10 YO lefty pitching advice

Hello All!

I am new to the forums and looking for some advice. I think it is a great service you are all doing by helping players/coaches/parents to develop. I have a son who has a very natural 3/4 throw with nice velocity. During practice, sometimes it still amazes me how much zip he can put on the ball and how accurate he can be. He also has natural movement on the ball which is unintentional. The probably is, during game time, he looks like a totally different pitcher. People have told me for years that he has a great arm, but he never throws as well in game time as he does in the back yard. I know this is mental, but how can I fix it?

All advice is appreciated!!!



Welcome to youth coaching.

Almost all youth pitchers will look better in the bullpen than on the mound in a game; just like all youth batters will look better in a batting cage than at the plate in a game.

I would recommend: (1) When he does throw a bullpen, have a batter stand in with helmet and bat, but not swinging; and (2) Try to have as many “live scrimmages” as possible, with the pitcher throwing from the mound to a live batter who is swinging.

There is no substitute for “live game” situations, whether you’re talking batting or pitching. Think of golf. On the driving range, one can hit the ball like Jack Nicklaus. But then on the course, it’s 90s. You gotta practice playing the course.


Good advice on both. I have done a little of each but will try to do more. With the non swinging batter, he still throws the same, but in games…


I see a lot of the same thing. it really comes down to stress in my opinion. The stress of letting down the team or coach or mom and dad if they don’t do well - so they try to be careful and not mess up. This inadvertently backfires because they are not throwing “their game”. In the backyard there is no stress of losing the game.

During bullpens, play a live game (figuratively of course). Track batters, ball, strikes. Put him in some pressure situations and see how he reacts. I’ve been doing this a lot with my son and I can tell a big difference when we do this and when we just go out and throw with no perceived agenda. Almost always he tightens up and has trouble hitting the zone when I say we are tracking batters. But the more you do it at home, the better it will get and the better he will be come game time.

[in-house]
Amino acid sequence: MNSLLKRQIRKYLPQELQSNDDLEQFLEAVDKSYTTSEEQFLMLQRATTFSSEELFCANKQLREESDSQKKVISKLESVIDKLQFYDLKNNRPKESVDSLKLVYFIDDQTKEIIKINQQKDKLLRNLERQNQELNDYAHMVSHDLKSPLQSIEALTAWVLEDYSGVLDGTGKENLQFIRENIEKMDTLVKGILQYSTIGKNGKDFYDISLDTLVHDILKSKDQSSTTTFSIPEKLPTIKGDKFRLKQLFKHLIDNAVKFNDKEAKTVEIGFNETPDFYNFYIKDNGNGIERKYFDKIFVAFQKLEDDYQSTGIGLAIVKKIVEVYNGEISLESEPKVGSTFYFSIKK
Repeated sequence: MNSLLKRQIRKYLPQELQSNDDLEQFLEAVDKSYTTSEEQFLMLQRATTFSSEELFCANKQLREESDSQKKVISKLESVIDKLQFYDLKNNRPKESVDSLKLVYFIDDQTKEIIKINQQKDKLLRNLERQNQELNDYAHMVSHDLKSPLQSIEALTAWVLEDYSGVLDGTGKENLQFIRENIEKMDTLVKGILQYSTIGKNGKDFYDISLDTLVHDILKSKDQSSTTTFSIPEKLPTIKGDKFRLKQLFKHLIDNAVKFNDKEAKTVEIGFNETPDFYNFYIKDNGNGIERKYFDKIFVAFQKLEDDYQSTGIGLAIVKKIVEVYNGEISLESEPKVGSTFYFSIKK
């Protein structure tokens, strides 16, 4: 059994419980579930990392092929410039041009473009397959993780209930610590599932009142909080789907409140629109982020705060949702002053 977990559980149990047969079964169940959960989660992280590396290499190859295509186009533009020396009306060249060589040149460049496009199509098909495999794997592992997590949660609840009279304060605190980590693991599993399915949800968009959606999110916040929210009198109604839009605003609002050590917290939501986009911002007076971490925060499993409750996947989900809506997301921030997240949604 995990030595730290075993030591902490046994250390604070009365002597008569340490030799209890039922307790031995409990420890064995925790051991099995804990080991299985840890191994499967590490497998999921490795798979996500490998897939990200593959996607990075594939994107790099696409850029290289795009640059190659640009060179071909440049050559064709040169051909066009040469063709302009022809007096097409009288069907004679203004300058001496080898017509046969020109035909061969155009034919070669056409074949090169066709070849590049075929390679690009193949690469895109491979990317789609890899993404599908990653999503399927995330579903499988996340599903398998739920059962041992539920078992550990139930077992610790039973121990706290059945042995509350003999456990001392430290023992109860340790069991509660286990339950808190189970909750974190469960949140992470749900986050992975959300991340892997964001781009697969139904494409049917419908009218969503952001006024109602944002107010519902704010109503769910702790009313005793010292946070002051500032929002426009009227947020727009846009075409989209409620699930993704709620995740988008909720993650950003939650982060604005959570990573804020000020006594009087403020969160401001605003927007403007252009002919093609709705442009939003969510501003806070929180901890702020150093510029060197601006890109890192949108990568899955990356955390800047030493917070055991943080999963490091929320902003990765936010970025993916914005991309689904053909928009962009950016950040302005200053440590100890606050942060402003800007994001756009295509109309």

It also seems that his mechanics suffer during a game. His follow through is not as pronounced, his release point is different, etc. I think he may be afraid of hitting batters. Any advice for this?


OK so we had a game last night that I had my son close instead of start, and we had our first win! Although he was throwing pretty accurately, I could tell he was slowing his pitches down. Since he was successful, I didnt pay him a mound visit. After the game I spoke with him about it. He said that he was under a lot of pressure (close game) and that he didnt want to screw up, which is the reason why he was “aiming the ball” instead of just throwing. I discussed with him the difference in mentality between playing to win and playing not to lose. Although we did win, does anyone have any advice they could give me on getting him to throw like he does in the bull pin during a game?


As long as your son is effective and throwing strikes I see no reason to worry. I’ve had the same issue with my son and one thing I did/do on flat ground bullpen sessions is to move the distance back to the next age group. He tends to throw harder without knowing he is. Over the last month or so doing this his velocity during games has increases without him trying to. I think having hidden velocity, by that I mean normal rhythm but increase speed from just getting stronger and better mechanics is better than some kids who generate their extra velocity on fast delivery and momentum. Batters see the faster delivery speed and prepare for it. When batters face a pitcher who’s rhythm is normal then the ball is on them before they expect it, tougher to judge, IMHO.

As for the mechanical breakdowns during stressful situations that is normal with young pitchers, experience will help relieve this. I coach a team full of 10 yr old pitchers and some are incredible before the game, put them on the mound and strikes are few and far between so their game time is short.

The kid has to have the “I want to pitch” mentality. Many want to pitch but can’t do it in games. Those I try and simplify their mechanics so they don’t breakdown in games with good success, even keeping some in the stretch.